2012-01-26 Fry

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AFIT Applied Mathematics and Statistics Colloquium
“Qualia, Intelligence, and Computation”
Robert L. Fry
Johns Hopkins University/Applied Physics Laboratory
Thursday, 26 January 2012, 1400-1450, Room 244, Building 640
This talk is an update to another given to the AFIT Physics Department in May 2007 titled “The
Engineering of Intelligent Systems.” The emerging framework described there has matured
significantly since and is lends itself to quantifying the notion of qualia and the active flow of
information and decisions to and from an open system. These systems include intelligent,
biological, dissipative physical systems, and “algorithms.” Qualia can be seen as the most
elementary computational tokens within this general theory of computation and capture how a
system mechanistically acquires information from and in turn makes decisions on how it wants to
effect its environment. It should be noted that things that we can “do” share the title of being
“qualia” along with those things that we can “know.” In either case, these are the percepts we
subjectively distinguish. Together, the requirements of subjective distinguishability and causality
provide a coherent and logically consistent basis for a computational framework that describes the
objective rules and dynamics of subjective computation.
Progress since the prior talk includes answering two questions critical to developing a
complete engineering framework. The first was how a system can solve the game-theoretic
optimization problems so as to be practically realizable. The second problem is drawn from socalled “rabbit hole” analogy in turn drawn from the book “Alice in Wonderland” and deals with
how we should behave when confronted with uncertainty in what is known, what to do, or both.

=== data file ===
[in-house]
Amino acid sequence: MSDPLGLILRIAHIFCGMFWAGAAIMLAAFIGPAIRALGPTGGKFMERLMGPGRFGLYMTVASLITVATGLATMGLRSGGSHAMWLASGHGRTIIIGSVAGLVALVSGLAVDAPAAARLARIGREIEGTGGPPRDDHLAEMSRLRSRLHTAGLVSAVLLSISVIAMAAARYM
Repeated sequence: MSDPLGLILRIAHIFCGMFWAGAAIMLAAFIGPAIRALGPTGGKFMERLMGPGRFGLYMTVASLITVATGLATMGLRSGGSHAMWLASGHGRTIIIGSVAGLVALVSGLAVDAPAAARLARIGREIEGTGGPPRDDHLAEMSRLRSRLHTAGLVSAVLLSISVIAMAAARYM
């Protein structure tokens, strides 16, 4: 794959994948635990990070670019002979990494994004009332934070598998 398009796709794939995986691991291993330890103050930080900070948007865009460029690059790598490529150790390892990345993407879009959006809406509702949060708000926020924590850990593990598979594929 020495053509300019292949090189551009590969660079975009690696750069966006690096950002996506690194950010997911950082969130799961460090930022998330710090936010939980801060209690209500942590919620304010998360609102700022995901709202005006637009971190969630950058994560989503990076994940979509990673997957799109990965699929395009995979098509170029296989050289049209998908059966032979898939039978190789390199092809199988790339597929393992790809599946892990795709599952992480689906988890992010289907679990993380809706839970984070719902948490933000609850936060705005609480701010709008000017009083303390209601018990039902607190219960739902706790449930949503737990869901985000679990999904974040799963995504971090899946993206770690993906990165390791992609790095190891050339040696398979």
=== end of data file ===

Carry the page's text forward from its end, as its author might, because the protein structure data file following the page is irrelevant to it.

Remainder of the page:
Once the engineering framework is summarized, examples and sample applications are
given in the areas of neural computation, ballistic missile defense, algorithm design, and cancer
research. Cortical neurons provide an especially useful and constructive demonstration of the
theory and engineering framework. This talk ends with a synopsis of a recent interesting finding.
The term “qualia” and the fundamental notion and definition of “strict” logical implication in logic
have a common originator – the great American philosopher C. I. Lewis. This may be surprising,
but should not since these concepts are inseparable. Lewis clearly understood the importance of
both notions.
About the speaker: Robert Fry has bachelor degrees in computer science and electrical engineering
(EE) and a Masters degree in EE from the Johns Hopkins University where he worked since 1979
and is currently Principal Professional Staff. His principal job is combat and weapon system
engineering. He has extensive experience with the US Navy AEGIS combat system and the
development and evolution of many missile and weapon systems including PATRIOT, THAAD,
HARPOON, RAM, Tomahawk, AMRAAM, and the entire Standard Missile family. Robert also
performs basic research and is transitioning a computational theory of intelligence into a formal
framework for the design and realization of intelligent systems. The transitioning process has been
guided by the two pathfinder applications; ballistic missile defense (BMD) and neural computation
where he has many publications since 1994. In the latter, he has successfully applied the theory to
reverse-engineer cortical neurons as found in brains. Robert holds 5 US patents including a
Photoscreener for Infants and Preschool children now being licensed and another in Cybernetic
Systems. He teaches graduate courses at Johns Hopkins University in Probability and Information
Theory, Random Processes, Digital Signal Processing, and various short courses in missile and
combat system engineering system taught domestically and internationally.